Around the corner from Cermak Plaza, just north on Harlem Avenue, stands a remarkable run of 1960s apartment buildings – almost 50 of them, standing for four blocks in an unbroken row. With a range of cladding and ornament applied to a long series of virtually identical buildings, they are an almost perfect catalog of the decorative vocabulary of Chicago’s mid-century builder vernacular.
These buildings are primarily the work of one builder: George V. Jerutis & Associates, who put up most of the row between 1958 and 1961. A 1985 Tribune article gives some details of Mr. Jerutis’s life: a Bridgeport native born in 1924, Jerutis was a prolific builder in the Chicago area; by his own estimates, his firm constructed 15,000 buildings of all kinds in the 1950s and 1960s, touting itself as “Chicagoland’s largest multiple builder”. In the early 1970s, he moved out of building and into land development, spreading out into other states around the country.
This building is one of three triplets in the row – the same design repeated a few lots apart, at 1909, 1921 and 1931 S. Harlem. Several others repeat the same design but with brown or orange brick instead of blue.
In their advertising, Jerutis & Associates repeatedly emphasized the quality of their work and materials, as well as the high value one could obtain by purchasing one of their buildings. Reading between the lines, it appears that most or all design was done in-house, though if a buyer got in early they could choose the design style, brick, colors, etc.
“We have and will continue to practice what we PREACH. YOU – our customers have made us the largest multiple builder in Chicagoland because we give you more for each dollar you spend.” – Tribune ad, May 22, 1960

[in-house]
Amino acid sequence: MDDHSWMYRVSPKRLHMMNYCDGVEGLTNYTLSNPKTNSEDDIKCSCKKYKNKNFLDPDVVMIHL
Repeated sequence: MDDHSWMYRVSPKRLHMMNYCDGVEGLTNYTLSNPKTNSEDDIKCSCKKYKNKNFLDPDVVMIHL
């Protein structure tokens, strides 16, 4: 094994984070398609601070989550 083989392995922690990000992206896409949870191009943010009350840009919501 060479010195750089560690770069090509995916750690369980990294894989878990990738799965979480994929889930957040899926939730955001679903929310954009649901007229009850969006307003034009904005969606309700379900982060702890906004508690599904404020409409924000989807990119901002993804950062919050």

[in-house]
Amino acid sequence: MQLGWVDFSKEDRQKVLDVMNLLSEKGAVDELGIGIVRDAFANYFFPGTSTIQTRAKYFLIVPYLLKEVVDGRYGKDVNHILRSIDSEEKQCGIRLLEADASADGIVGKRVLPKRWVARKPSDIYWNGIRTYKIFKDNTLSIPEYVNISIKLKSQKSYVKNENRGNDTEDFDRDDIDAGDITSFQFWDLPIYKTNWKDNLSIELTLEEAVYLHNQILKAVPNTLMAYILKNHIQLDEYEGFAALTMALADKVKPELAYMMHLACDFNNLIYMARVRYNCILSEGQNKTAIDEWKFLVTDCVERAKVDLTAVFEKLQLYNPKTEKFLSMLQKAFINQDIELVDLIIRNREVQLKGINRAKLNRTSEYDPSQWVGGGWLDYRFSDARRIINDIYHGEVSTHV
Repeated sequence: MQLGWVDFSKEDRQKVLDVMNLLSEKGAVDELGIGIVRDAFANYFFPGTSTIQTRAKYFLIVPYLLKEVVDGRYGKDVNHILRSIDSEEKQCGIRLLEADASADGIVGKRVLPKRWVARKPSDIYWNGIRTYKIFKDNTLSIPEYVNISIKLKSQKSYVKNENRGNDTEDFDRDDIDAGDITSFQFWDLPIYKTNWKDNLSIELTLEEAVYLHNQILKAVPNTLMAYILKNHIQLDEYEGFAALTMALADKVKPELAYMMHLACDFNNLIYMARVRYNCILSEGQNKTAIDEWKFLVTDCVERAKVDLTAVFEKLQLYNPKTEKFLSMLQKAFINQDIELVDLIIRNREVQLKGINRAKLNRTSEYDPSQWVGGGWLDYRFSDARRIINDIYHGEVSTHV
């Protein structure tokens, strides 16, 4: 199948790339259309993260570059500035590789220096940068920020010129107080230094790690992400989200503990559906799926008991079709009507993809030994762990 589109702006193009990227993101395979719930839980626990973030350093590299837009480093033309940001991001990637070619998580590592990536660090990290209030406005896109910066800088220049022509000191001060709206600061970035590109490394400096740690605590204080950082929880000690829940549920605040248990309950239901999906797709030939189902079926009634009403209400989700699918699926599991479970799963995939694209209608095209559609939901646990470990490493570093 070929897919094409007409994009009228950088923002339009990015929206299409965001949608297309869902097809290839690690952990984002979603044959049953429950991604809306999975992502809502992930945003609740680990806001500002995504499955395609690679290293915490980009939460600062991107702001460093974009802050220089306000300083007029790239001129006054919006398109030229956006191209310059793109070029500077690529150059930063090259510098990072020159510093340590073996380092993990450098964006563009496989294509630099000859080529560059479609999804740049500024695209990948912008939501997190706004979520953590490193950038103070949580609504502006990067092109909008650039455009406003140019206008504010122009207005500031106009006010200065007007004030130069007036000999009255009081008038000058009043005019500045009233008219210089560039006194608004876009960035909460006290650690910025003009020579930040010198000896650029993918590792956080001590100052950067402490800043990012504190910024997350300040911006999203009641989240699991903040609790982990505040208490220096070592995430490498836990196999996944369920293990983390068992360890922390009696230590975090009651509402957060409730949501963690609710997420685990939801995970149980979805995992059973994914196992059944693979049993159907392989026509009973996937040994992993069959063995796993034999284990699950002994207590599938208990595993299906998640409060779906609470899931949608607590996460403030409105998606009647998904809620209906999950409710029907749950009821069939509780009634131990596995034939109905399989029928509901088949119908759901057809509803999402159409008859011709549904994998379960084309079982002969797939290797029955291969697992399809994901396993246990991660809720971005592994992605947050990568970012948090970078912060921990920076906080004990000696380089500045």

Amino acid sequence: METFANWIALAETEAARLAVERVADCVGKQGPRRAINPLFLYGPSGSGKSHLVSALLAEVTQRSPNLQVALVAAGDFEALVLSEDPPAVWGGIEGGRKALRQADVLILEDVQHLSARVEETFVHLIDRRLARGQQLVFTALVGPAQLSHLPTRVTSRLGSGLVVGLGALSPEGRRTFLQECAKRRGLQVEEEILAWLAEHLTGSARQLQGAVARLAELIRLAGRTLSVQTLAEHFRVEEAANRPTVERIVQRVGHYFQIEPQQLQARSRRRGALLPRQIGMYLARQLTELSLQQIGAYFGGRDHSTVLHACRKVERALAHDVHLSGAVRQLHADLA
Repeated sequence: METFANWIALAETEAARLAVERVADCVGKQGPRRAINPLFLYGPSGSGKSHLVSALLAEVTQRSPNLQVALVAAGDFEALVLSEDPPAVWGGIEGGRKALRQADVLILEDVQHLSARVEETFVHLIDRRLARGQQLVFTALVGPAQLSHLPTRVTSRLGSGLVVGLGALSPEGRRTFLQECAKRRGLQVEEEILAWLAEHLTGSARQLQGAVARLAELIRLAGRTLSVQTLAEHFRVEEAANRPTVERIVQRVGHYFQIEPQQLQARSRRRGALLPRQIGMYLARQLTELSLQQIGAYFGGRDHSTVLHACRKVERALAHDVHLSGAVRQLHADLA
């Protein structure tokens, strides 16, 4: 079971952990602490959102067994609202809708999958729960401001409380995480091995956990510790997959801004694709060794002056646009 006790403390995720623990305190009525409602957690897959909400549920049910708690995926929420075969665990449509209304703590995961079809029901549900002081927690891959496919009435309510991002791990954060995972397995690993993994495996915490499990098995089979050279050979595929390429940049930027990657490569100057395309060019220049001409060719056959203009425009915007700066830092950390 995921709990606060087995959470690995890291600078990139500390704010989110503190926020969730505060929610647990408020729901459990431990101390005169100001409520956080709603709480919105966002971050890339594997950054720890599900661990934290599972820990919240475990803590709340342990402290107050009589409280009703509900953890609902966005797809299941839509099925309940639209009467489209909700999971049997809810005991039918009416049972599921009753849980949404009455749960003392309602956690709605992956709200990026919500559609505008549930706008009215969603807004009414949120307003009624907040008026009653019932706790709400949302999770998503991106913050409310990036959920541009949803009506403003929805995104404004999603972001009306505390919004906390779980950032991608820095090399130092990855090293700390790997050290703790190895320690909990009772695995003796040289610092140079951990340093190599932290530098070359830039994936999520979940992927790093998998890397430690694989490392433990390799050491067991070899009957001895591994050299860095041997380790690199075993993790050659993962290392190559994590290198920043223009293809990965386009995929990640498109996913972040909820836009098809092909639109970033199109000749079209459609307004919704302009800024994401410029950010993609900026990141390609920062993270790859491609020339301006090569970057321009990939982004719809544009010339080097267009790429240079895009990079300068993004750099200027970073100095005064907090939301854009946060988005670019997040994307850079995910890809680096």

1919 S. Harlem – stacked orange Roman brick spandrel panels on the sides; raised brick patterns on the ends
The entryways use a number of devices common to single and multi-family buildings of the era – glass block as a decorative sidelight, geometrically patterned column-screens, built-in planters, and wood doors with delightful patterns.
At least five buildings in the row were built by another company called Western Builders. Their generic name does not lend itself to online searching, but the buildings are easily picked out by their vertical stripes, made of stacked Roman brick:
1847 S. Harlem Avenue. The geometric glass blocks seem to be a more ornate response to this building’s prominent corner location.
A handful of buildings in the row appear to be by other builders, differing in style and not appearing in the classified ads:
Harlem Apartments – a sort of O’Nassis Modern pastiche at 1817 S. Harlem.
1809 S. Harlem and its twin neighbor feature 1×1 mosaic tile panels in an abstract pattern. These also appear to be by another builder.